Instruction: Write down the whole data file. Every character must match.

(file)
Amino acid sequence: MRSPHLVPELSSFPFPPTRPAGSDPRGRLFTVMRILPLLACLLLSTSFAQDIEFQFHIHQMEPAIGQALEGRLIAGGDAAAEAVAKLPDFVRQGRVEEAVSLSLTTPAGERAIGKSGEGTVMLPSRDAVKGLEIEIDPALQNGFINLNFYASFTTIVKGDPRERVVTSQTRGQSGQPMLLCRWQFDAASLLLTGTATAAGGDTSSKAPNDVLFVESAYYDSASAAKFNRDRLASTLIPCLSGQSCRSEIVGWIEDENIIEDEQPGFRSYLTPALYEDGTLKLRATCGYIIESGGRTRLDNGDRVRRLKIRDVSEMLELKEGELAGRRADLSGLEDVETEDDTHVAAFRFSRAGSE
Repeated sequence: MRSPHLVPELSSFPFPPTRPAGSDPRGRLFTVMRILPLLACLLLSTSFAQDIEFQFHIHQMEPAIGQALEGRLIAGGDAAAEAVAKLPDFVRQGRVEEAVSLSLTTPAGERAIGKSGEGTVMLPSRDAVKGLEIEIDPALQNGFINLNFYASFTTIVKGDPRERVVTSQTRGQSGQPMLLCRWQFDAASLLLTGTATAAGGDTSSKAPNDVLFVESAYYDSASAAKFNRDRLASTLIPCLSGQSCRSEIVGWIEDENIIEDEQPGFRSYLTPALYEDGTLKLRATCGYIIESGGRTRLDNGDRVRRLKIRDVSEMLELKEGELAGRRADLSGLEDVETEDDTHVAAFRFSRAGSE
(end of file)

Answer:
Amino acid sequence: MRSPHLVPELSSFPFPPTRPAGSDPRGRLFTVMRILPLLACLLLSTSFAQDIEFQFHIHQMEPAIGQALEGRLIAGGDAAAEAVAKLPDFVRQGRVEEAVSLSLTTPAGERAIGKSGEGTVMLPSRDAVKGLEIEIDPALQNGFINLNFYASFTTIVKGDPRERVVTSQTRGQSGQPMLLCRWQFDAASLLLTGTATAAGGDTSSKAPNDVLFVESAYYDSASAAKFNRDRLASTLIPCLSGQSCRSEIVGWIEDENIIEDEQPGFRSYLTPALYEDGTLKLRATCGYIIESGGRTRLDNGDRVRRLKIRDVSEMLELKEGELAGRRADLSGLEDVETEDDTHVAAFRFSRAGSE
Repeated sequence: MRSPHLVPELSSFPFPPTRPAGSDPRGRLFTVMRILPLLACLLLSTSFAQDIEFQFHIHQMEPAIGQALEGRLIAGGDAAAEAVAKLPDFVRQGRVEEAVSLSLTTPAGERAIGKSGEGTVMLPSRDAVKGLEIEIDPALQNGFINLNFYASFTTIVKGDPRERVVTSQTRGQSGQPMLLCRWQFDAASLLLTGTATAAGGDTSSKAPNDVLFVESAYYDSASAAKFNRDRLASTLIPCLSGQSCRSEIVGWIEDENIIEDEQPGFRSYLTPALYEDGTLKLRATCGYIIESGGRTRLDNGDRVRRLKIRDVSEMLELKEGELAGRRADLSGLEDVETEDDTHVAAFRFSRAGSE